Expected to arrive in the UAE by the end of the year, The Hub provides work spaces, resources and connections for entrepreneurs who have businesses that contribute to society
Start-up group seeks to be hub of activity
DUBAI // Social entrepreneurs will be able to join a global venture providing office space and access to like-minded colleagues when the The Hub opens in Dubai this year.
The Hub, a popular start-up support group, already has about two dozen branches from San Francisco to Johannesburg. The organisation provides office space, resources, connections, knowledge, experience and investment for entrepreneurs involved in community-focused schemes, such as educational projects.
Members pay fees depending on the amount of time - from one day to one year - they work from a Hub office. Subscriptions are available, and members can also pay by the hour.
Established centres help set up new ones, and The HubUAE has received support from the branches in Zurich, Amsterdam, London and Mumbai.
Najla al Midfa, Marwan Chaar, Aman Merchant and Habib al Assaad, who formed The Hub UAE, say they want to stimulate entrepreneurs by introducing community-minded goals.
"It's the place for people with ideas," Mr Assaad said.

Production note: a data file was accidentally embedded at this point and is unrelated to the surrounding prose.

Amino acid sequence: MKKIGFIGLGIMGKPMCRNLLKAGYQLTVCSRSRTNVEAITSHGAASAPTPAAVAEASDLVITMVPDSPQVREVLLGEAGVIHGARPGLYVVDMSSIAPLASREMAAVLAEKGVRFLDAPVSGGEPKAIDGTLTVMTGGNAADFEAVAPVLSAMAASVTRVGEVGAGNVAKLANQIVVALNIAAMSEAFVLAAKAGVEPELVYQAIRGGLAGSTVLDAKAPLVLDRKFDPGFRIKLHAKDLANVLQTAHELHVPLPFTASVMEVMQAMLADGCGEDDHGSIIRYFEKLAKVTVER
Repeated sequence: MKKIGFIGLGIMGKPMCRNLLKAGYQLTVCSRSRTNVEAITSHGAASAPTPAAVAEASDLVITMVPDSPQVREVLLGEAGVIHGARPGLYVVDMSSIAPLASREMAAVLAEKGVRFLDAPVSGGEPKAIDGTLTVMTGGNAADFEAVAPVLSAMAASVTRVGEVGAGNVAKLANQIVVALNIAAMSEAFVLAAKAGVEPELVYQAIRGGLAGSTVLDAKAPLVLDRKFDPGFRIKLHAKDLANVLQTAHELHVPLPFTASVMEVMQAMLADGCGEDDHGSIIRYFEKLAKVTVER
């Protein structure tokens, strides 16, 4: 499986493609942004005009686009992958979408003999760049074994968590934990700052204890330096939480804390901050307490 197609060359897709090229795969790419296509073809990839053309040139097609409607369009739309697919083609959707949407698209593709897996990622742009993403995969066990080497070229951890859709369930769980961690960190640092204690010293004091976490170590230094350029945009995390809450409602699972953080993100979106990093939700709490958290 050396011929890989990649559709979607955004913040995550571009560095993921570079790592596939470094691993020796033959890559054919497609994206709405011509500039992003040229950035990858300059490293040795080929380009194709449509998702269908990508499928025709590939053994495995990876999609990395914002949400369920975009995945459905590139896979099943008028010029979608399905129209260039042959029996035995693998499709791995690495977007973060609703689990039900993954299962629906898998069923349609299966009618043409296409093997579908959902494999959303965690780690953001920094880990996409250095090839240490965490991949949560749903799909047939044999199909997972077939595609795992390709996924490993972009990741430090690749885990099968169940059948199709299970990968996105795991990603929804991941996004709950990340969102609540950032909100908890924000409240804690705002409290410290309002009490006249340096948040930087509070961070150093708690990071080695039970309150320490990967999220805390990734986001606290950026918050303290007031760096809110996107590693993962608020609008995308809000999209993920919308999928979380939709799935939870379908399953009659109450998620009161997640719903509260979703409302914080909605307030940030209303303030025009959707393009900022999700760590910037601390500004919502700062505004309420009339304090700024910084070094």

"It combines the best of a business incubator, co-working space, think tank, members' club and innovation agency to create a different kind of innovation environment."
Last year, Masood Razaq founded Goodgate, an online philanthropy portal to help people find charities and non-governmental organisations across the Muslim world. He plans to join The HubUAE.
"I think it's a good idea, because it's not only about the physical place, but it's also about the community," he said. In this part of the world, he added, "there's nothing like that; it's always good to be co-located, and bringing people together in one community is very valuable."
Tamer Nahas decided to join The HubUAE because his company needs sound advice, as well as financial support. He is the founder of BoldTalks, which organises events that include wide-ranging discussions designed to stimulate thought. Talks include subjects such as health, culture and psychology, but avoid politics and religion.
"The entire concept supports these up-and-coming entrepreneurs with vision who don't have millions of dirhams as capital," he said. "I go through the same process to set up my business as big companies, but it's easier for them because they have a PR team, whereas I am an individual with a smaller capital."
Zeyna al Jabri established Buzoor three years ago to promote Arabic reading among children by distributing books at schools and setting up Arabic libraries. Her office will move from Al Barsha in Dubai once The HubUAE opens.
"Working alone can be very detached from anything other than what you're doing inside your office," she said. "The Hub offers that opportunity to network by providing synergies with other people going through the same things as you."
Another social entrepreneur planning to set up shot in The Hub UAE is Nabila Usman. She teaches basic business skills to unemployed people who want to start a business.
"It's aligned and specialised with social entrepreneurship, which is the right place for me to be in," Ms Usman said of The Hub. "Its core focus is very much relevant to what I'm trying to do. The kind of people I'll meet there will help me, and I can help them. I'm really excited for its opening."